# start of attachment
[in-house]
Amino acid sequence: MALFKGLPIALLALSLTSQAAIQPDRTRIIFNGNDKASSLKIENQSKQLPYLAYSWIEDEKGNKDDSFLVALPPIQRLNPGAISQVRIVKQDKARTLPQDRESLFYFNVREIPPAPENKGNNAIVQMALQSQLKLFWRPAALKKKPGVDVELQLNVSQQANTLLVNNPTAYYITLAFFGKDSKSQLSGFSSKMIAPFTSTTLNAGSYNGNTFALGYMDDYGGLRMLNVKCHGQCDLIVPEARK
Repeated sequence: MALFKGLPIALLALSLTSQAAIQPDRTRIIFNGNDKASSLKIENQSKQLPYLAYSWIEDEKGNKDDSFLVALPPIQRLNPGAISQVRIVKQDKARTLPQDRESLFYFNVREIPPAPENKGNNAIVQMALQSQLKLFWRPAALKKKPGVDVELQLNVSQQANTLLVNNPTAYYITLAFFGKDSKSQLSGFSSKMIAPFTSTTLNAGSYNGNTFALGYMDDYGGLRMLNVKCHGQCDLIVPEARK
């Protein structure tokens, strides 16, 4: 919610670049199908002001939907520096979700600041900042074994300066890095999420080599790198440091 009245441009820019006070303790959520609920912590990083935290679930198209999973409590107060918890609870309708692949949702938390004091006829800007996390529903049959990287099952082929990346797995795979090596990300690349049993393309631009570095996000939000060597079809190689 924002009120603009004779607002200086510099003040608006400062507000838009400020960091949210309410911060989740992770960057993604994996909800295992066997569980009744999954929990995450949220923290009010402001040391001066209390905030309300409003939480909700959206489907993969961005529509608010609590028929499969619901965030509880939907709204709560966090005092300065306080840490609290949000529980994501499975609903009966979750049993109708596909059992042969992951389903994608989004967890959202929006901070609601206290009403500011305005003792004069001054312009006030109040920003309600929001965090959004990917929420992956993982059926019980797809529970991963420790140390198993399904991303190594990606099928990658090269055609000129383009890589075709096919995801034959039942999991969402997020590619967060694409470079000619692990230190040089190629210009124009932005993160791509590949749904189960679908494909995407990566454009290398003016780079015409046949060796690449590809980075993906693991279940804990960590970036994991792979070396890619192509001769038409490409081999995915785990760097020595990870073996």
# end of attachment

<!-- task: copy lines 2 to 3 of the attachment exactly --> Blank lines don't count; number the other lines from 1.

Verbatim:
Amino acid sequence: MALFKGLPIALLALSLTSQAAIQPDRTRIIFNGNDKASSLKIENQSKQLPYLAYSWIEDEKGNKDDSFLVALPPIQRLNPGAISQVRIVKQDKARTLPQDRESLFYFNVREIPPAPENKGNNAIVQMALQSQLKLFWRPAALKKKPGVDVELQLNVSQQANTLLVNNPTAYYITLAFFGKDSKSQLSGFSSKMIAPFTSTTLNAGSYNGNTFALGYMDDYGGLRMLNVKCHGQCDLIVPEARK
Repeated sequence: MALFKGLPIALLALSLTSQAAIQPDRTRIIFNGNDKASSLKIENQSKQLPYLAYSWIEDEKGNKDDSFLVALPPIQRLNPGAISQVRIVKQDKARTLPQDRESLFYFNVREIPPAPENKGNNAIVQMALQSQLKLFWRPAALKKKPGVDVELQLNVSQQANTLLVNNPTAYYITLAFFGKDSKSQLSGFSSKMIAPFTSTTLNAGSYNGNTFALGYMDDYGGLRMLNVKCHGQCDLIVPEARK